Nebraska lawmakers should turn a skeptical eye toward a state tax-cut proposal known as Legislative Bill 461 when the measure is debated Friday.

While the dedication by Sen. Jim Smith of Papillion, the Governor’s Office and others who worked to assemble LB 461 deserves respect, parts of the proposal raise major concerns and uncertainties.

The legislation would change the ag-land valuation process, expand tax credits for low-income families and change personal and corporate income tax rates. Some changes would occur only if state revenues were projected to reach certain thresholds in future years. Some of the concerns:

» Land-value unfairness. State tax legislation needs to strike a responsible balance between urban and rural interests. LB 461 would cap the annual increase in ag-land valuations at 3.5 percent but wouldn’t cap increases on residential or commercial valuations. It also would require that agricultural-use valuations fall between 55 percent and 65 percent of market value. Yet the state-required values for commercial and residential property would be far higher, between 92 percent and 100 percent.

No one can deny the stress on the ag sector at present, but urban Nebraskans can justifiably argue that it’s unfair for the state to extend such extraordinary privileges to one type of income-producing property, while denying it to other kinds, including commercial and industrial.

» Ag-land valuation complexity. Under LB 461, ag land would be assessed based on the property’s income potential. The current assessment method is based on the land’s market value. A new state Agricultural Land Valuation Committee would use complex formulas to determine rates for different classes of ag land. Assigning tax values to specific properties, however, would still fall to county assessors — with all the room for disagreement, argument and ill will familiar to Nebraskans.

» State school aid uncertainty. LB 461 would shrink the property tax burden in rural areas, reducing available local funding for schools and other local governments. Its backers say that to compensate, the state would boost state aid to K-12 by about $30 million initially, rising to about $45 million when fully implemented. But there’s no guarantee the state would maintain that commitment long term. State aid to schools has yo-yoed regularly over the years, and it’s hard to see why that would change. In any case, the extra school aid would replace only a portion of the reduced revenues anticipated. For example, revenues would have dropped an estimated $147 million if it had been in effect this year, assuming flat tax rates.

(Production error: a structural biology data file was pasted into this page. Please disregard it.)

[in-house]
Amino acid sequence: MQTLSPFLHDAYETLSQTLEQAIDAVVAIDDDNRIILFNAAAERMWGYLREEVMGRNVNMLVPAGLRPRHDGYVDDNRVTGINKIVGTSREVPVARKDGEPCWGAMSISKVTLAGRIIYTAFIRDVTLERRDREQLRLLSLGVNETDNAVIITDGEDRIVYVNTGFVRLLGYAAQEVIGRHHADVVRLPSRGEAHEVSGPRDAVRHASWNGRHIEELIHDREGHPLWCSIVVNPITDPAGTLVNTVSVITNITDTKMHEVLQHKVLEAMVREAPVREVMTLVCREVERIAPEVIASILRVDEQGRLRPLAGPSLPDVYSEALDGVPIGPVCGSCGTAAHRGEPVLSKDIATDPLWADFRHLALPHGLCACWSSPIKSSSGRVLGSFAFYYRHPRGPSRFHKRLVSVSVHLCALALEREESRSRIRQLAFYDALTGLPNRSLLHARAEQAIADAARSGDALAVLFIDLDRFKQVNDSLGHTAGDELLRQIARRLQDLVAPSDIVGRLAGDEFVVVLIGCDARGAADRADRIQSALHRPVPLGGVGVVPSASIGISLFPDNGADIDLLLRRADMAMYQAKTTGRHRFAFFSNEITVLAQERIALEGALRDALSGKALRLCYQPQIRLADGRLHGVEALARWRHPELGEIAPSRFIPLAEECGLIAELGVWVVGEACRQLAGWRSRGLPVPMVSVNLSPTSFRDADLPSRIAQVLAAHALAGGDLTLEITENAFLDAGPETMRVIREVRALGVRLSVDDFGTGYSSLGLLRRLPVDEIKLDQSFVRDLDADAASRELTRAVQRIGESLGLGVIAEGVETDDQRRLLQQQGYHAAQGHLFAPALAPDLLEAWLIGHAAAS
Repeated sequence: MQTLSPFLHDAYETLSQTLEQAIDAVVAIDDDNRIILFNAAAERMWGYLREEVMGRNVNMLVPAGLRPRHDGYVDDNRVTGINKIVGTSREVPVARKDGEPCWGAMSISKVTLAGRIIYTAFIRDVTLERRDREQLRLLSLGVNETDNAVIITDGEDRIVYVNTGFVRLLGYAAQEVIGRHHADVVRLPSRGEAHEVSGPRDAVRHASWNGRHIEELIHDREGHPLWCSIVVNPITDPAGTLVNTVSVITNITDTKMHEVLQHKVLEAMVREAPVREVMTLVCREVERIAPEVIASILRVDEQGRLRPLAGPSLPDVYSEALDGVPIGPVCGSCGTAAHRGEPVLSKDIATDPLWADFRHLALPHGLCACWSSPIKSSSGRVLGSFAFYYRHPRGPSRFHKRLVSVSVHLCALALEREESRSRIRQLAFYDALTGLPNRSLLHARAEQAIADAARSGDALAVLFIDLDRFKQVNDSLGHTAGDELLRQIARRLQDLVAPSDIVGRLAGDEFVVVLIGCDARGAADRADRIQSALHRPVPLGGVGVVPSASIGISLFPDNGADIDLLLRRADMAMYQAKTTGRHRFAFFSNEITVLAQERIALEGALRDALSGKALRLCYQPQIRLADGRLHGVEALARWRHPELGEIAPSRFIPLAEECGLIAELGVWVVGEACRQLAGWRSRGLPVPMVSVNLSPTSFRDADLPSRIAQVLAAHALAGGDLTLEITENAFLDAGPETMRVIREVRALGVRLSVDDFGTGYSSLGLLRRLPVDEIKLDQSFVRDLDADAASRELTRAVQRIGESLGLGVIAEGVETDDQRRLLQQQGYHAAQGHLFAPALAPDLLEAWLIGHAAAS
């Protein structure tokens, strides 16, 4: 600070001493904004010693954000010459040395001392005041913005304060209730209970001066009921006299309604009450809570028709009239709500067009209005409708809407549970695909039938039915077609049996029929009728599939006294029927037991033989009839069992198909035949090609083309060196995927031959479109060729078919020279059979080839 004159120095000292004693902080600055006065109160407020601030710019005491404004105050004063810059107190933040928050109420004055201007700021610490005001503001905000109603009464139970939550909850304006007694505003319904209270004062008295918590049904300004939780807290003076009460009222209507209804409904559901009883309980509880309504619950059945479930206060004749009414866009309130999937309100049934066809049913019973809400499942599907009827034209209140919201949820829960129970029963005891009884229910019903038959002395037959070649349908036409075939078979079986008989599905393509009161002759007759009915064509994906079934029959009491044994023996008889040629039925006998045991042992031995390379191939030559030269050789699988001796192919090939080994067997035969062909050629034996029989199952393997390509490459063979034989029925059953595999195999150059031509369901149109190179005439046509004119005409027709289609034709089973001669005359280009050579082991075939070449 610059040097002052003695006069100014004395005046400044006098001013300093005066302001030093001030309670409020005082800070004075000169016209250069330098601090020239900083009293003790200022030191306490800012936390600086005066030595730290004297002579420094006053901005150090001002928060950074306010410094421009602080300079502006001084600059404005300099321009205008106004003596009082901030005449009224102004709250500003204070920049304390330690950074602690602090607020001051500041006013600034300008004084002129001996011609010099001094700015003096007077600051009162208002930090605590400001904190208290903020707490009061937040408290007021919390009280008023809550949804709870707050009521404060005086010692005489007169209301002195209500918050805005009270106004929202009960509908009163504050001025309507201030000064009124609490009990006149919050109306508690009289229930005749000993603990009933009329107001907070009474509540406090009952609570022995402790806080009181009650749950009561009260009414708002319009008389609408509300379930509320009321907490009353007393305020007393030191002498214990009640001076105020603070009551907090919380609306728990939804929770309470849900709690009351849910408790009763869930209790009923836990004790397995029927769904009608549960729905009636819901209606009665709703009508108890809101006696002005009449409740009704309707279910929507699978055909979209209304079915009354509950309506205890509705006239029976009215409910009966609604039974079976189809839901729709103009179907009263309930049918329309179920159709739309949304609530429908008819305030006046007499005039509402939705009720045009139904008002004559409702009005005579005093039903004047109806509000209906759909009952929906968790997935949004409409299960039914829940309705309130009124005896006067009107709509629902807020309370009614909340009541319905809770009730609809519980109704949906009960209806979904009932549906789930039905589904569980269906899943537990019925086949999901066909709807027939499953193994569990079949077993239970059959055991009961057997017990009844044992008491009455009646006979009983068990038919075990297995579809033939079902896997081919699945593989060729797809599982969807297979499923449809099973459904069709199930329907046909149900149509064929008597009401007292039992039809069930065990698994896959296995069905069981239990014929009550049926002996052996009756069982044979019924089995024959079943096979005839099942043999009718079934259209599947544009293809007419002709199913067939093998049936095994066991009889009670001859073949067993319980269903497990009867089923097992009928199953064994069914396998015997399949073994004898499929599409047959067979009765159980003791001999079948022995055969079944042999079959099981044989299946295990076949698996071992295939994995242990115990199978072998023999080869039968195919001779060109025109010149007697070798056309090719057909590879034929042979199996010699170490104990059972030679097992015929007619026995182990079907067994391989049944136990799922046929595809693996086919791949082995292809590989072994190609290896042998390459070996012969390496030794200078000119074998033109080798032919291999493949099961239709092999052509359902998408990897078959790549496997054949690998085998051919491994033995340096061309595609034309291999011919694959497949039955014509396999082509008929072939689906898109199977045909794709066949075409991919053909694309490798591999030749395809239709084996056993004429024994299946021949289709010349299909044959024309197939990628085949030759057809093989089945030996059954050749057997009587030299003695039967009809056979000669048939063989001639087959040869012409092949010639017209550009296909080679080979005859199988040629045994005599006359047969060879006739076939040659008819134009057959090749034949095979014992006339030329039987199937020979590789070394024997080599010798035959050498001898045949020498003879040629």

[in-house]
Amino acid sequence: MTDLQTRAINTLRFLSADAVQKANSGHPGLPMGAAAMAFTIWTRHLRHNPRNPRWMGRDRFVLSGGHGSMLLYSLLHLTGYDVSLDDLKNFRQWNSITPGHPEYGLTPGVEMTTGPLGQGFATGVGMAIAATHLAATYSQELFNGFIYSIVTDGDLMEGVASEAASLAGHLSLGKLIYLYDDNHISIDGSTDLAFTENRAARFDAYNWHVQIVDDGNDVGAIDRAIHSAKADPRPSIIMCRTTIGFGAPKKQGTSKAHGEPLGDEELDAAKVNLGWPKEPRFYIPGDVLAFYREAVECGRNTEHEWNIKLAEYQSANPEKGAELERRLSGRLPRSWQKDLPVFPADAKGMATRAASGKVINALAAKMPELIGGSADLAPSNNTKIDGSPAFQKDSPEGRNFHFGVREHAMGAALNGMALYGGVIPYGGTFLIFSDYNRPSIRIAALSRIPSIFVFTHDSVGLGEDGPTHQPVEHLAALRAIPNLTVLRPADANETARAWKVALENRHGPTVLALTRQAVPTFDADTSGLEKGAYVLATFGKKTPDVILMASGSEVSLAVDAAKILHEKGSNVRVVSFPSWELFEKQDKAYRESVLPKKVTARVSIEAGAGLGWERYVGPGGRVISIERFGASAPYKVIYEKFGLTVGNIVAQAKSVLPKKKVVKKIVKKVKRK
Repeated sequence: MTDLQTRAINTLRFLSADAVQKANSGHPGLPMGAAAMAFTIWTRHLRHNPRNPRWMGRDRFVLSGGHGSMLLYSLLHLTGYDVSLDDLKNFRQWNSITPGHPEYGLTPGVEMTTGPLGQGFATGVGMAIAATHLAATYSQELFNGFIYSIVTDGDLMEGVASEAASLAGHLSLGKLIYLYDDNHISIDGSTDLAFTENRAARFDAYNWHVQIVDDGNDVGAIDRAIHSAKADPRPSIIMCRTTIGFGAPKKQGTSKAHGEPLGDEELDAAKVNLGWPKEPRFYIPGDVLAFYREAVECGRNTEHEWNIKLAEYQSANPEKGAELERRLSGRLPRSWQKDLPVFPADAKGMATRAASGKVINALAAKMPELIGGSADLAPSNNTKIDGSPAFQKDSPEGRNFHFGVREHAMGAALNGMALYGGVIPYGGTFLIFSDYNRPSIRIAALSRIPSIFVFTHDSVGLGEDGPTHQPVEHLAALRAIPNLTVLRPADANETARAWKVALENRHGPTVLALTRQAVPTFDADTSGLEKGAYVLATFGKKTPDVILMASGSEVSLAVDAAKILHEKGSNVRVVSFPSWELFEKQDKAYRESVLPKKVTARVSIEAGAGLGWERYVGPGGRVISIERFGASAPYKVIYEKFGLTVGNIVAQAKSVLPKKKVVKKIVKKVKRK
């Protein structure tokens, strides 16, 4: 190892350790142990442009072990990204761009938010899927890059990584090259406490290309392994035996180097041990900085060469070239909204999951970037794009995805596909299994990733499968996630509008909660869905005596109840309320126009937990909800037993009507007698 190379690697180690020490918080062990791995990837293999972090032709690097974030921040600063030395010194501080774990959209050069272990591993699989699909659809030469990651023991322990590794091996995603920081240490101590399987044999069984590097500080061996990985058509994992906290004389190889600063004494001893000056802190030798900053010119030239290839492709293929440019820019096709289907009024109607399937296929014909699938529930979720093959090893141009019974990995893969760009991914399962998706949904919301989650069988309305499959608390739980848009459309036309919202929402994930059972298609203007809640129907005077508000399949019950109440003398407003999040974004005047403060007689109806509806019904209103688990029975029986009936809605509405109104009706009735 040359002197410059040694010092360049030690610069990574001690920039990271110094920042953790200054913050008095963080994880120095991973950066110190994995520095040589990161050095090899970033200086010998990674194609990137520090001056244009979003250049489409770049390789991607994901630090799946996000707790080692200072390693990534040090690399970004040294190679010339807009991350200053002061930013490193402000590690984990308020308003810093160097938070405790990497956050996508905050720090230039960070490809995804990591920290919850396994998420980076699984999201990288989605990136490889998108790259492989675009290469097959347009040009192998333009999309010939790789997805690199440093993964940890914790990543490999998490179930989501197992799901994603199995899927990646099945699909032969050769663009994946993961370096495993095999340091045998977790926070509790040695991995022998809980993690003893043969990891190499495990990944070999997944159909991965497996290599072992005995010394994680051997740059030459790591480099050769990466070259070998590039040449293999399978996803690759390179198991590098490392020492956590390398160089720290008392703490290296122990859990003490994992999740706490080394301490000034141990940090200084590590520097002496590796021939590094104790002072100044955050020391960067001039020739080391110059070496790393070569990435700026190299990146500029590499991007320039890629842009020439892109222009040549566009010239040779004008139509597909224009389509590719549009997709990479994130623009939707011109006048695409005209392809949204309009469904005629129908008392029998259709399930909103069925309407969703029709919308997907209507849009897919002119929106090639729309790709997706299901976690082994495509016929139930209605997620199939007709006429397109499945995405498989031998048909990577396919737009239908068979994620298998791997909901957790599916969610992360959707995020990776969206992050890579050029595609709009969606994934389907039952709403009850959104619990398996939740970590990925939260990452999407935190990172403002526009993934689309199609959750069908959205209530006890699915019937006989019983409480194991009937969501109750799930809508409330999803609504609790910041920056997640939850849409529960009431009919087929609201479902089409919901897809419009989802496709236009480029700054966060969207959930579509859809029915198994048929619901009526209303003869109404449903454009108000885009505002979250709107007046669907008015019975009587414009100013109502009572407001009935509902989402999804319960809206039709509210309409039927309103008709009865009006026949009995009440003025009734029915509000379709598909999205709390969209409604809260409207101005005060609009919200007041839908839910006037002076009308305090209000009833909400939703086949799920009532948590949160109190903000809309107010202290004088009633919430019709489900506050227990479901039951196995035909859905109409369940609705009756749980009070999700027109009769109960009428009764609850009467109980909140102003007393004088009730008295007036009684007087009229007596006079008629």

» Tax-relief overpromising. LB 461 raises concerns about whether it fulfills its promises or not. It’s a guessing game when or if many of the incremental personal and corporate tax-rate reductions might occur, given the uncertainty over when Nebraska would reach the revenue-projection “triggers” spurring the reductions. Recent history shows it might take three or four years to hit a 3.5 percent revenue increase triggering one incremental reduction in personal income tax rates.

» Budget sustainability. If LB 461 were fully implemented, total state income tax revenues would drop by an estimated $400 million. Some of this tax relief undoubtedly would spur business activity, but the question remains: Would state government have adequate revenues to fund key needs?

For example, if the state lived to up to LB 461’s commitment for increased aid to schools, wouldn’t the share of the state budget continue to fall for other needs, such as the University of Nebraska and prisons? Such funding would be further threatened if Medicaid continues to consume more and more of the budget.

» Relying on revenue forecasts. Critics of LB 461 point out that revenue forecasts — rather than actual revenues — would determine when tax cuts occur, setting up the potential for revenues to fall short after tax cuts are scheduled to kick in.

» Impact on the little guy. Lawmakers are sure to disagree over whether LB 461, if fully implemented, would tilt toward some high-income earners. Supporters will note that changes benefiting middle- and lower-income households would occur first and are guaranteed. Changes benefiting higher-income households would depend on whether state revenues exceed certain thresholds. Based on a World-Herald analysis, a married couple earning $250,000 would save $1,277, while a couple earning $65,000 would save $51.

LB 461 came about through good intentions and months of hard work. But the legislation raises serious concerns and question marks. It’s no wonder the bill is encountering an uphill fight.

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